China’s consumer rights association is investigating several popular mobile apps used by hundreds of millions of people after a new report revealed that developers were “over-collecting” user data.
The China Consumer Association — the national organization responsible for monitoring goods and services and protecting consumer rights — said that over 90 percent of the 100 apps it assessed failed to inform users before collecting their data, or required users to agree to certain terms and conditions that would give them or third-party companies access to nonessential information. The report, released Wednesday, includes several large players, including messaging app WeChat, microblogging platform Weibo, and ride-hailing service Didi Chuxing.
Pi Xiaolin, director of the association’s Department of Market Service Supervision, told Sixth Tone that the study’s aim was to determine whether companies were complying with China’s cybersecurity law, as well as a national standard on the protection of personal information that came into effect in May.
“We found that many apps are collecting user data that’s not relevant to their primary function, or they fail to inform users when collecting and using such data — that’s what we mean by ‘over-collecting,’” Pi said. “For example, a photo-editing app has no right to ask its users for their location, ID number, or fingerprints.”
Increasingly, China’s local and national regulatory authorities are enforcing strict supervision of the country’s mobile apps in order to protect user privacy, but violations are still prevalent. A survey conducted by the China Consumer Association earlier this year revealed that over 80 percent of 5,458 respondents said they had had their data leaked, with a majority of these victims reporting having received unsolicited sales pitches and advertisements.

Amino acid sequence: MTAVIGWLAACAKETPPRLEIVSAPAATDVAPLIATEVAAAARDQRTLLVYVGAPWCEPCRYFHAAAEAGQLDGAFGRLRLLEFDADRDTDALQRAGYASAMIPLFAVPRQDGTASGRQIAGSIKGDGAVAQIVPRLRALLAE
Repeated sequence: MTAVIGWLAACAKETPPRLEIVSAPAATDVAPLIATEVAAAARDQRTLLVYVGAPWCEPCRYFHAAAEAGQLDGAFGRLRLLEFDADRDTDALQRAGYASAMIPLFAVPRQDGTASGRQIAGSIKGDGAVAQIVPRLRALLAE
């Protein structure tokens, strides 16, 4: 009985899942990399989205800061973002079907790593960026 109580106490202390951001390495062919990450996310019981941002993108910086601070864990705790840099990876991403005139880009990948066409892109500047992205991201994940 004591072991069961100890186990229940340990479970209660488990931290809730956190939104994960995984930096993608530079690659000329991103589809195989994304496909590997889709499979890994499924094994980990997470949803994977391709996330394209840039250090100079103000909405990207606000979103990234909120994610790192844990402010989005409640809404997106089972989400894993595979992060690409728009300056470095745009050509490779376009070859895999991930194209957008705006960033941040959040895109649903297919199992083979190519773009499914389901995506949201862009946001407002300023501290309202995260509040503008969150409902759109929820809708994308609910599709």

For its latest report, the association evaluated 100 Chinese mobile apps providing a wide range of services, including social messaging, online shopping, mobile payment, transportation, news, and photo editing. The association concluded that 91 of the 100 apps over-collect user data, such as location, contact lists, and phone numbers. Apps related to news, online shopping, and mobile payment scored higher in terms of respecting consumers’ privacy, while financial planning apps ranked the lowest.
“Most of the mobile apps over-collect user data for commercial reasons,” Pi said. “The apps collect location information to see if users are from cities or the countryside, and this helps them further estimate income and consumption levels for more accurate ad targeting.”
The association is now imploring companies to improve their privacy features — and those that don’t comply may find themselves removed from app stores. Pinduoduo, a social e-commerce app cited in the report for its “unclear user privacy agreement,” has already rectified its terms and conditions, according to Pi. Pinduoduo and livestreaming app Kuaishou — both of which received the survey’s lowest-possible consumer privacy rating — had not responded to Sixth Tone’s requests for comment by time of publication.
On Wednesday, the Shanghai Consumer Council said that it, too, was investigating several mobile apps after finding that they had violated the terms of their user agreements. The same day, the web browser of Beijing-based app developer Cheetah Mobile was accused of monitoring users’ phone calls without permission.
Editor: Bibek Bhandari.
(Header image: Ikon Images/VCG)